NFL’s Policy Against Performance-Enhancing Substances: Sneaky, Strict, and Expensive

As the calendar turns to September, countless NFL fans prepare with wide eyes and high expectations for their favorite teams, with hopes that their team will play every Sunday for the next 5 months. The teams themselves, however are hard at work forging their best 53, preparing for their Week 1 opponent.

Unfortunately, however, some, if not most, NFL teams have trouble forging their best 53 due to various instances over the course of the offseason where some players make themselves unavailable for the start of the season. Naturally, some players will face injury in the off-season. Look no further than Cincinatti Bengals Wide Receiver A.J. Green, who’s lost for most of the season with an off-season injury. In other instances, an impact player like Andrew Luck will retire late in the summer. Most disappointing, though, are the absences of players who face suspension for violation of the Policy on Performance-Enhancing Drugs, however the athletes seem to miss out as much as the teams do when the policy is violated.

        This upcoming season, several impact players are lost to drug policy violations to begin the season. Players like Arizona Cardinals Cornerback Patrick Peterson, Tennessee Titans Left Tackle Taylor Lewan, and New York Giants Wide Receiver Golden Tate headline the suspended players. The NFL’s “Policy on Performance Enhancing Substances” is put into effect to protect the integrity of the game, stating “[the banned substances] have no legitimate place in professional football.” The Policy is a “strict liability policy” in which the players are wholly responsible for the substances in their body at the time of testing, regardless of whether they had actual knowledge of what they were ingesting.

“The NFL Policy on Performance-Enhancing Substances is a strict liability policy – you are responsible for what is in your body.”

NFL Policy Against Performance-Enhancing Substances, Appendix E.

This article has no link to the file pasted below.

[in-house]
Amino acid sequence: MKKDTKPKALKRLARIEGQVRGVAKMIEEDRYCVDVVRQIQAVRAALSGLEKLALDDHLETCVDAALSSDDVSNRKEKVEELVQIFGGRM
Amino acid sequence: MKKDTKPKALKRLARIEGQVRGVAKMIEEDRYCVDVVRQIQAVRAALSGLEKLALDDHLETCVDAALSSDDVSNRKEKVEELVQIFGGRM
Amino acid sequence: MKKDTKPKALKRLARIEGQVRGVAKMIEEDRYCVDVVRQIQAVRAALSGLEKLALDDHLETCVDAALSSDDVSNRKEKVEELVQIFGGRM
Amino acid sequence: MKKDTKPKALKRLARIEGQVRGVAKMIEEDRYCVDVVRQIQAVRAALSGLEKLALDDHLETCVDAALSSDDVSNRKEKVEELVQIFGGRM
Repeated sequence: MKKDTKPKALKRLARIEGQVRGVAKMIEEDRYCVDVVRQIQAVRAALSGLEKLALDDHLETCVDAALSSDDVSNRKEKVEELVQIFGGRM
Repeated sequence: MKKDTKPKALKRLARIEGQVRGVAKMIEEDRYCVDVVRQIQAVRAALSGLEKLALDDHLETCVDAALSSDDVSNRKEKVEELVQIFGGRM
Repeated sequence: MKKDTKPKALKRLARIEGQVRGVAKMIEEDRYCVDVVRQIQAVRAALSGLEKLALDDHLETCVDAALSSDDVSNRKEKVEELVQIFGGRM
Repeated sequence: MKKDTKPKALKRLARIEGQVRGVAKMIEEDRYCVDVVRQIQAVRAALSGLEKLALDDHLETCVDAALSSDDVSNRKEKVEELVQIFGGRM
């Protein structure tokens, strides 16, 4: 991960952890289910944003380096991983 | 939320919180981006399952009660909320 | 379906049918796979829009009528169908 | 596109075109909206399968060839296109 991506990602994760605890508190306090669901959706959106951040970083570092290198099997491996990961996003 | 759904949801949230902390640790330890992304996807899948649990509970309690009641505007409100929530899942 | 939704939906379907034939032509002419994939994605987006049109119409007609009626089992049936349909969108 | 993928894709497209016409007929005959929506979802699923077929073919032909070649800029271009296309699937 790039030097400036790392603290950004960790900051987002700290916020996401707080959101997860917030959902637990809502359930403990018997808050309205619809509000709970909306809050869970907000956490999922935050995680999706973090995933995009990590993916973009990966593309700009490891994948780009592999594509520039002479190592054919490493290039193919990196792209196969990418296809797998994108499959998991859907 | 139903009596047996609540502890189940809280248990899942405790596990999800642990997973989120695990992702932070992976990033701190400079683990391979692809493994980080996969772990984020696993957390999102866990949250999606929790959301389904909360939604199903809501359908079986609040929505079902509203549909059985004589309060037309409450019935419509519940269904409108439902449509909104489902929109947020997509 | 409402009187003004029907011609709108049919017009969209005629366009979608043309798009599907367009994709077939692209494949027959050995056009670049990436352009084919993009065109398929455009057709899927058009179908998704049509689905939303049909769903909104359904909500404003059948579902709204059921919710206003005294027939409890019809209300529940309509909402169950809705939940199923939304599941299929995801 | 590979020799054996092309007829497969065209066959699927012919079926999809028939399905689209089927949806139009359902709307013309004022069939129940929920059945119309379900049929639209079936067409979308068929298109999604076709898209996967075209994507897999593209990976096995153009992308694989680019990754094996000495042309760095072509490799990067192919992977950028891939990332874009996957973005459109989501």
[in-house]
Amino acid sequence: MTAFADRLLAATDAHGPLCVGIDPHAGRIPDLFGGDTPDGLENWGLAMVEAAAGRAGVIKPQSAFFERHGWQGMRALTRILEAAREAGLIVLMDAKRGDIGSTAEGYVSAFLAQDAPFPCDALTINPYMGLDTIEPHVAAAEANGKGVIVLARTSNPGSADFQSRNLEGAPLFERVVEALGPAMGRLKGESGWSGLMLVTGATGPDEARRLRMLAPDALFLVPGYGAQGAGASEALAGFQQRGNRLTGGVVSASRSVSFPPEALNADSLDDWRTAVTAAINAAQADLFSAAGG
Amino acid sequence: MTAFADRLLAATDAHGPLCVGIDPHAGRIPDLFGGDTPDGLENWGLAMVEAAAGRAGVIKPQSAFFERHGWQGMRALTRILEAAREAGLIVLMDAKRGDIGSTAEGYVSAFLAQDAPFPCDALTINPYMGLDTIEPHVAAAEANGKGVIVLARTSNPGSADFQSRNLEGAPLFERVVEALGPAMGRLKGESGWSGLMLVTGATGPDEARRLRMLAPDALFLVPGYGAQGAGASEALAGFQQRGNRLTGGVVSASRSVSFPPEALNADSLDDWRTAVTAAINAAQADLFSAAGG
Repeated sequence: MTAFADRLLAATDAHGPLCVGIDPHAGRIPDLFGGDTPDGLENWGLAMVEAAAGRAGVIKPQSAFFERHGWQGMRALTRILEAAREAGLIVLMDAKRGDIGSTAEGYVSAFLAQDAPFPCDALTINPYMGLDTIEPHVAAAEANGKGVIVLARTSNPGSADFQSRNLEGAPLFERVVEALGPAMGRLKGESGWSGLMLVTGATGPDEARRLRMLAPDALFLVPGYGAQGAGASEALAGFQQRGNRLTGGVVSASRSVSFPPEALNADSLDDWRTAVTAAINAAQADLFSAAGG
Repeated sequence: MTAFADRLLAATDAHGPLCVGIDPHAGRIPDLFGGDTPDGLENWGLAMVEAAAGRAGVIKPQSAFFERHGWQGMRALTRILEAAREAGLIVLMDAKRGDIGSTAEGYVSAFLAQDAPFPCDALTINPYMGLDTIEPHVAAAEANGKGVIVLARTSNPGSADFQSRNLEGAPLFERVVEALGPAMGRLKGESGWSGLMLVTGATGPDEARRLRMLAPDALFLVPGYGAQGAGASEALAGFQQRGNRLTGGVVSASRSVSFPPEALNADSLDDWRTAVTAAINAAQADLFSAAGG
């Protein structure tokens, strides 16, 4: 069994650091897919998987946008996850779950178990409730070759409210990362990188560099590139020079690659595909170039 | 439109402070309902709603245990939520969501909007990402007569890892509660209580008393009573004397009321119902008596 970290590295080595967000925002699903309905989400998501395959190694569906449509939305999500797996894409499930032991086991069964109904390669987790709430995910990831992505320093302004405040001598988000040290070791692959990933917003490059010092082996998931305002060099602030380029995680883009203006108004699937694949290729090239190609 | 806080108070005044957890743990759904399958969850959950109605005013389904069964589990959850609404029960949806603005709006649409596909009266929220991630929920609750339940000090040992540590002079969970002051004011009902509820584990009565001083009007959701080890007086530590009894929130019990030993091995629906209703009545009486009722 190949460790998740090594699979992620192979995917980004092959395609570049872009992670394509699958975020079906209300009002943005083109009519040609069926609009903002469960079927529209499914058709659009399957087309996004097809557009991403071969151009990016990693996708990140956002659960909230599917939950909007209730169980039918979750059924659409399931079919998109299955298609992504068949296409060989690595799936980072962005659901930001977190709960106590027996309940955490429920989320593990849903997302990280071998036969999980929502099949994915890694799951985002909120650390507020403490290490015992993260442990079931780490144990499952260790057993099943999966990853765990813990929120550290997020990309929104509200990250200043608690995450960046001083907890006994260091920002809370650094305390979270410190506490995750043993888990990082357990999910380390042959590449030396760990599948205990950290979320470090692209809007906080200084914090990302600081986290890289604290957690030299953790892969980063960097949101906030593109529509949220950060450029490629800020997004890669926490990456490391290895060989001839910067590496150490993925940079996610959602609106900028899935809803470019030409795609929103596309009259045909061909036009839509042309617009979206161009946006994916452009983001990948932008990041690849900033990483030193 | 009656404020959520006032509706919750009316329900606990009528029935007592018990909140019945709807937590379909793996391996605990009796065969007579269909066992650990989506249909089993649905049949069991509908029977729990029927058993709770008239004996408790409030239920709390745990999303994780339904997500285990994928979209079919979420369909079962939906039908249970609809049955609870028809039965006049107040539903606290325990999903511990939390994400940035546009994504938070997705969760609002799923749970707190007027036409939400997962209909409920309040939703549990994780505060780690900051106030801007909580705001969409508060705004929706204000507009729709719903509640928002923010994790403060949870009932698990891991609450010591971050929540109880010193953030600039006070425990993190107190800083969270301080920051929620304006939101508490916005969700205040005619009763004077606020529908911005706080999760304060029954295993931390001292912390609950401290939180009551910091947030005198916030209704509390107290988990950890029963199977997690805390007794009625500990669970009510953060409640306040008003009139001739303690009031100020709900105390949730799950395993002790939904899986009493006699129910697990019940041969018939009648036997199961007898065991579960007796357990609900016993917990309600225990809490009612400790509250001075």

The NFL provides players with an extensive list of substances banned under the drug policy. The problem some players face, however, is that many of these athletes are suspended for supplements they ingest unintentionally. This is because the Food and Drug Administration (FDA) does NOT regulate nutritional substances, and nutrition companies don’t need to list all of the ingredients on the label because the products aren’t considered medicine, but rather substances only believed to have nutritional value. Additionally, supplements may be contaminated by another substance made in the same area by the manufacturer, so in short, it’s difficult to know what’s going on inside the supplement.

The NFL Policy, frankly, is easy to violate, and the punishments are harsh. Players who test positive face suspension without pay, and repeat offenders will see longer suspensions and potentially higher fines.

“Any suspension shall be without pay and served as set forth below.  Longer suspensions may be imposed for repeat offenders.  In addition, Players violating this Policy under this Section will be appropriately placed or advanced to the next disciplinary step.  In this respect, Players are reminded of federal legislation which criminalizes possession and distribution of steroids.”

NFL Policy on Performance-Enhancing Substances, Subsection 5.

Players are free to appeal violations and suspensions, but once their punishment is final, they will face suspension. The monetary hit players take is largely dependent on their contracts, but a player like Taylor Lewan, who makes on average 16 million dollars a year, according to, will miss out on 4/17th of his contract, surrendering game checks for each game missed during his suspension.

“Expensive 4 game PED suspension for Taylor Lewan. He’s out $3,411,765, which is 4/17th of his $14.5M base salary. Under the CBA, Titans are also required to recoup 4/17ths of the $2.2M in signing bonus proration allocated to 2019 ($517,647). Total of $3,929,412”

Twitter: Joel Corry (@Joelcorry) August 23, 2019.

           Teams give their athletes the opportunity to have all of their nutritional supplements checked for any illegal substance, but that takes time some athletes are not willing to spend. For most though, it should be a necessary evil they face to avoid this type of unfortunate circumstance.

Policy violations can derail seasons, tarnish reputations, and ruin careers – all reasons why this topic will headline CBA talks in the near future.

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